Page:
Nothing stands out, which is probably a good thing.
They're coming to get you!
I had mentioned in my title that the style was a bit odd. By this, I was referring to the book beginning in an outline kind of style, rather than a narrative, but I soon stopped noticing this as I became fascinated with the content.
Addicted to books in all forms.
I thoroughly enjoyed this book. Both the author and the writer seemed to be truly passionate about the topic of parasites and I loved that style. That is the reason I gave them 5 stars overall despite agreeing with one reviewer who stated that it would appear the professor was stuck in the 50's. There were a couple of comments that walked the sexist line, but it was not blatant enough to turn me off from the book.
The book is for anyone who has ever traveled and wondered what you could have picked up. I don't recommend it for anyone who finds themselves with the symptoms they read about.
In the end this book is not going to help you pass any Biology exams, but if you're looking for a quirky entertaining and still educating read, try this one!
The author is a parasitologist, so he knows of what he writes, but he does so in a way that is disjointed and choppy; moving from one species to another and then back again, with concurrent gory stories to match each species.
He must have written this book is his twilight years, as all the experiencial references he makes are dated, like describing his childhood in Brooklyn soon after WWII, coeds giggling and looking for boys to kill spiders, doctors who make housecalls, and housewives, yes he calls them housewives, contending with children who eat cockroaches. Either this book was written in the 1950s or the author still thinks he's living there.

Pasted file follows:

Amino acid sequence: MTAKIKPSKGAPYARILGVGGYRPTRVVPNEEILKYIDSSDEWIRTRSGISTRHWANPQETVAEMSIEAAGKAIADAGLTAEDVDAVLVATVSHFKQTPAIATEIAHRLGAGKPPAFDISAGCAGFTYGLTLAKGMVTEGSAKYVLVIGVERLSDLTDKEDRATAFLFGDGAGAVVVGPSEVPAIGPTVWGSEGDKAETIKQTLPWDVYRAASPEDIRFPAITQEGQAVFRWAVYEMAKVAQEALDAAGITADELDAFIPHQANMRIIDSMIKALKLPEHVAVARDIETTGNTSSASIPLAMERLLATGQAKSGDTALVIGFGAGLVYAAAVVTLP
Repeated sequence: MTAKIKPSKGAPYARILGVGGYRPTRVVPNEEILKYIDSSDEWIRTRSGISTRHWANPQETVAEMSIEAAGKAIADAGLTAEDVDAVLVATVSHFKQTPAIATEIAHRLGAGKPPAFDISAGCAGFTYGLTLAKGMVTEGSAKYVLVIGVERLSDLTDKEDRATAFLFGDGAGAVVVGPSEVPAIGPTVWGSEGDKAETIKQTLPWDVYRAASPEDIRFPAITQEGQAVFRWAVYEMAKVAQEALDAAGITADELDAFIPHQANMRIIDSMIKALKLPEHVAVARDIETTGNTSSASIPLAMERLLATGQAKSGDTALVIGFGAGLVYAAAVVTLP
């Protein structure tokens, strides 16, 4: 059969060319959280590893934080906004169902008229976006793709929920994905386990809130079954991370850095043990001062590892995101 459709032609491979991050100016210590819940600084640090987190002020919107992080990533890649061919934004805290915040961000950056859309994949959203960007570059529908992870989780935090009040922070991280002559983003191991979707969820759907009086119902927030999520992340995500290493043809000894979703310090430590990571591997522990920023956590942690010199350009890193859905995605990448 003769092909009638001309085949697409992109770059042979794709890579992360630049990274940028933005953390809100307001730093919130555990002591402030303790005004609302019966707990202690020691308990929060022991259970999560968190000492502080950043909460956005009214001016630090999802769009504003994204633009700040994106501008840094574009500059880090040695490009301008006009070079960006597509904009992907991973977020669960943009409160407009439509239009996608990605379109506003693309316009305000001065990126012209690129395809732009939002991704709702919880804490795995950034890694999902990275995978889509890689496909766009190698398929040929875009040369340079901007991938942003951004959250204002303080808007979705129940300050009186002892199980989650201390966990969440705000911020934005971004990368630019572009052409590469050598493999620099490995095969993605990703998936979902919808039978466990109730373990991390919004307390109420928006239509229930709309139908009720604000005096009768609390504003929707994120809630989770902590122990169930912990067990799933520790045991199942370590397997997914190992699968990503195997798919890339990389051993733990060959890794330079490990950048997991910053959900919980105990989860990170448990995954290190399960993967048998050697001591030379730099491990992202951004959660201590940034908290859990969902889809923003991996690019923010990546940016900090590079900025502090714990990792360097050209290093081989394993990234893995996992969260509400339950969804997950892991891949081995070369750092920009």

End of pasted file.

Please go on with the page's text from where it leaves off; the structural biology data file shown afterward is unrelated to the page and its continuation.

I wish the book were more serious or scholarly. It seems to reach for the lowest common denominator on the gore factor and fly beneath the radar of more informed listeners.
I'm not much into audiobooks but its a good icebreaker when I'm not playing video-games.
In a young man's perspective, being a student myself, this would be a good introductory book/audiobook for a Biology class. The content was not complex, and easy enough to relate in one's past experiences.
Having absorbed the information in this book, I need not to re-read/listen this title.
Nope, I could get out from this one and listen back to it without losing grip.
Just like what the other listeners have noted, the way he had presented this book could have been more organized or fleshed out in a way that you'll have more space to set the gory stuff from the important stuff.
I would ike to see this author take the writing further. He made haveing a pencil size worm come out of his leg sound bland. This is where most adults want the real guts of a story. What did it feel like pulling his pants over it, where was it on his leg? Did he need to hide it under his clothes? Was he dating or married? If these experiences were fleshed out it would leave the dull classroom and move into the adult reading arena.